“Progressive integrators in the marketplace build marketing programs and services around the verticals they feel they can be most effective at serving. You don’t have to be everything to everybody. You can be really good in healthcare and run a really great business. Our goal is to build specialized products that help those progressively focused integrators deliver unique approaches into the verticals they serve,” Duato says.

Tyco generally produces access control products that apply to most verticals, Focke says. “Access control opens doors, whether it is for hospitals or higher ed. But we have started focusing on specific [vertical] features. First it was government because they have such different standards for the FICAM high-assurance cards. Now we are looking at the utilities/infrastructure market, which is a nice fit for our system that scales for thousands of sites.”

He acknowledges there can be challenge to integrators in specializing. “Most can’t afford to specialize in just one vertical and instead go for whatever job they can get,” he observes. However, whether you are a specialist or a generalist with a concentration of jobs in particular verticals, Focke advises getting more involved in the particular needs of the vertical market you are working in. “If it is a healthcare vertical, get involved in local healthcare organizations and talk to security directors in that vertical. There are some working committees. Just get involved locally and keep your ears open and look for new opportunities.”

Tim Vahary, product manager, RS2 Technologies LLC, Munster, Ind., adds that even as a generalist, a good relationship is the key to getting the most out of access control technology for your client. “Being [cognizant] of the needs of your client is key to building a lasting business relationship that is beneficial to both parties. Every client has different requirements, but with the options of modern access control, a knowledgeable integrator can provide the right solution to meet their needs.”

Read on for what makes each of these five verticals unique to work in, the challenges and rewards, as well as how they are reflecting the common trends in their individual markets.


Vertical Market Sectors

Security professionals share knowledge about what makes each of these market sectors tick when it comes to their access control and identification needs:

  • Corporate

  • Healthcare

  • Utilities/Critical Infrastructure

  • Higher Education/Campus

  • Multi-Family Residential



The corporate vertical is by far the most broad-ranging, and really more of an umbrella term for a collection of businesses that range from a small law office to an international enterprise. Integration, automation and centralization are the general rule-of-thumb for any corporate business of scale, says RS2’s Tim Vahary.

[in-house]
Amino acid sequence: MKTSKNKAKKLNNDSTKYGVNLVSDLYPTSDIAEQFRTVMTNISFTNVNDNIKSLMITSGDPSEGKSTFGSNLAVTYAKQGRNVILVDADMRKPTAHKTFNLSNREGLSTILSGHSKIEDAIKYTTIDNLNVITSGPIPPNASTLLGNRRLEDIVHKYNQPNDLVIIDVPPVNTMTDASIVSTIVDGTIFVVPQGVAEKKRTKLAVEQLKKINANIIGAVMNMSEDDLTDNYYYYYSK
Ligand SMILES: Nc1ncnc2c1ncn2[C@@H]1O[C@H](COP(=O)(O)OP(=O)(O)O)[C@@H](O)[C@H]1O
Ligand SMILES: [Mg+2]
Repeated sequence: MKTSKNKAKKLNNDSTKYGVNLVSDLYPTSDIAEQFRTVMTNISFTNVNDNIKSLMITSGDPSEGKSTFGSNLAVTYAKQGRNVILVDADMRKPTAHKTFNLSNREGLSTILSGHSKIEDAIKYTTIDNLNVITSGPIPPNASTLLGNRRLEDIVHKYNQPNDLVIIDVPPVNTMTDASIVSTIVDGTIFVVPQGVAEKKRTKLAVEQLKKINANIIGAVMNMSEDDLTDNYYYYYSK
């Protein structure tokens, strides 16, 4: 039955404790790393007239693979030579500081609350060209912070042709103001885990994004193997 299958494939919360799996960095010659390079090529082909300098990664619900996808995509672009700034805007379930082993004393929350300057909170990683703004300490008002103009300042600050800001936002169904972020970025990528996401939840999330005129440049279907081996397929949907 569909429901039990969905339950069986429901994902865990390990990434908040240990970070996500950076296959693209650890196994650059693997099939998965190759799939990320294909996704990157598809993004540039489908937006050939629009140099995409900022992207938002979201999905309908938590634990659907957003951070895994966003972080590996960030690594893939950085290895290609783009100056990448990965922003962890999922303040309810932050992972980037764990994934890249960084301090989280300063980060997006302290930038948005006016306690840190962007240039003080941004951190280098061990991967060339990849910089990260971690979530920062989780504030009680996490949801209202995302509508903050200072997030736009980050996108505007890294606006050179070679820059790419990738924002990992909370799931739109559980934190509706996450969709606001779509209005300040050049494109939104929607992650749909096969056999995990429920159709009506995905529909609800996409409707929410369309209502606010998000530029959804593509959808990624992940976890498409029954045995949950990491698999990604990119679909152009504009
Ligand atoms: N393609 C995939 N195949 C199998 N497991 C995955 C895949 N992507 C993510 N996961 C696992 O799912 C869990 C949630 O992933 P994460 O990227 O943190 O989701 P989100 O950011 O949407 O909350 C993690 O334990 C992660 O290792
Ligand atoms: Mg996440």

“Modern corporate demands are constantly changing. Access control is capable of managing and monitoring facilities spanning the globe from a single location,” he says.

“Frictionless” describes a whole host of trends in this vertical, from a renewed interest in biometrics such as iris and facial recognition, to automatic visitor registration to elevator destination dispatch.

“These buildings, the security part of it is card access or biometrics, meaning you don’t get access unless you can identify who you are,” says Dave Chritton, senior sales manager, Microbiz Security Company, San Francisco. “Right now that is typically done with badges or fobs, but the trend is going towards smartphones and also biometrics. Another big thing we are seeing is smart elevators that allow tenants to go from the first floor straight to the top without all the stops and starts.” It also ensures that only authorized people can reach certain floors, particularly critical in a mixed-use or multi-tenant office complex.

For integrator Henry Hoyne, vice president of professional services, Northland Control Systems Inc., Fremont, Calif., the corporate experience is tied to his company’s Silicon Valley location. “In our vertical, which primarily comprises high-tech corporations, autonomous robots, cybersecurity hardening and facial recognition seem to be on the forefront.”

While this vertical is hard to pin down to individual traits, Hoyne says his corporate customers are technologically savvy, interested in “keeping up with the Joneses,” even to the point of seeking out cutting-edge or bleeding-edge technology, and extremely concerned about cybersecurity.

The latter is a common theme among manufacturers and integrators alike when discussing the corporate space, which has been hit with some high-profile breaches in recent years.